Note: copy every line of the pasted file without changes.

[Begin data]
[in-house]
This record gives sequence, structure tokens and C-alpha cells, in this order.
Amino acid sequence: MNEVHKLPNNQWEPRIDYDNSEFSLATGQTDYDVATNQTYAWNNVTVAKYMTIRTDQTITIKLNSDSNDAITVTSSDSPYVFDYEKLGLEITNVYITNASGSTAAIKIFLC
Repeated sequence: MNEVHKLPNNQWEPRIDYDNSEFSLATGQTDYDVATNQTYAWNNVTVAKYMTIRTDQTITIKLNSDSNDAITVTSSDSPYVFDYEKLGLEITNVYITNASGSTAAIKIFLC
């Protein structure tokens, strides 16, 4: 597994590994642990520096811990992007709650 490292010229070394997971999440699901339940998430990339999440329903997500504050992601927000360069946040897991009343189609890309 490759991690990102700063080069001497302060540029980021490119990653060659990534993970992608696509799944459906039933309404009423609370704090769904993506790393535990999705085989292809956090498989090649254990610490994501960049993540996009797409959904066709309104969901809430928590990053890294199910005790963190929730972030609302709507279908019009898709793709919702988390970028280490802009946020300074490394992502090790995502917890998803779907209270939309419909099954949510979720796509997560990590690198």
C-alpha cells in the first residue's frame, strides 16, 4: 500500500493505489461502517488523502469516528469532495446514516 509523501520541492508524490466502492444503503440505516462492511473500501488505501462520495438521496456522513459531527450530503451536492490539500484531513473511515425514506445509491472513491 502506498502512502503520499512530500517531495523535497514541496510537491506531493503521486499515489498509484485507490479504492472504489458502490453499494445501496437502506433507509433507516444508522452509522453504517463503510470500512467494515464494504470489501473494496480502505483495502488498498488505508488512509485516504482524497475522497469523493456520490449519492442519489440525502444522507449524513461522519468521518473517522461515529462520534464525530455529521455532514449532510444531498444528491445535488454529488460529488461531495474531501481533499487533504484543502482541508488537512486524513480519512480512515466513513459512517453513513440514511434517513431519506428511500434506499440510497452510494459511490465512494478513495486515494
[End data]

[in-house]
This record gives sequence, structure tokens and C-alpha cells, in this order.
Amino acid sequence: MNEVHKLPNNQWEPRIDYDNSEFSLATGQTDYDVATNQTYAWNNVTVAKYMTIRTDQTITIKLNSDSNDAITVTSSDSPYVFDYEKLGLEITNVYITNASGSTAAIKIFLC
Repeated sequence: MNEVHKLPNNQWEPRIDYDNSEFSLATGQTDYDVATNQTYAWNNVTVAKYMTIRTDQTITIKLNSDSNDAITVTSSDSPYVFDYEKLGLEITNVYITNASGSTAAIKIFLC
């Protein structure tokens, strides 16, 4: 597994590994642990520096811990992007709650 490292010229070394997971999440699901339940998430990339999440329903997500504050992601927000360069946040897991009343189609890309 490759991690990102700063080069001497302060540029980021490119990653060659990534993970992608696509799944459906039933309404009423609370704090769904993506790393535990999705085989292809956090498989090649254990610490994501960049993540996009797409959904066709309104969901809430928590990053890294199910005790963190929730972030609302709507279908019009898709793709919702988390970028280490802009946020300074490394992502090790995502917890998803779907209270939309419909099954949510979720796509997560990590690198």
C-alpha cells in the first residue's frame, strides 16, 4: 500500500493505489461502517488523502469516528469532495446514516 509523501520541492508524490466502492444503503440505516462492511473500501488505501462520495438521496456522513459531527450530503451536492490539500484531513473511515425514506445509491472513491 502506498502512502503520499512530500517531495523535497514541496510537491506531493503521486499515489498509484485507490479504492472504489458502490453499494445501496437502506433507509433507516444508522452509522453504517463503510470500512467494515464494504470489501473494496480502505483495502488498498488505508488512509485516504482524497475522497469523493456520490449519492442519489440525502444522507449524513461522519468521518473517522461515529462520534464525530455529521455532514449532510444531498444528491445535488454529488460529488461531495474531501481533499487533504484543502482541508488537512486524513480519512480512515466513513459512517453513513440514511434517513431519506428511500434506499440510497452510494459511490465512494478513495486515494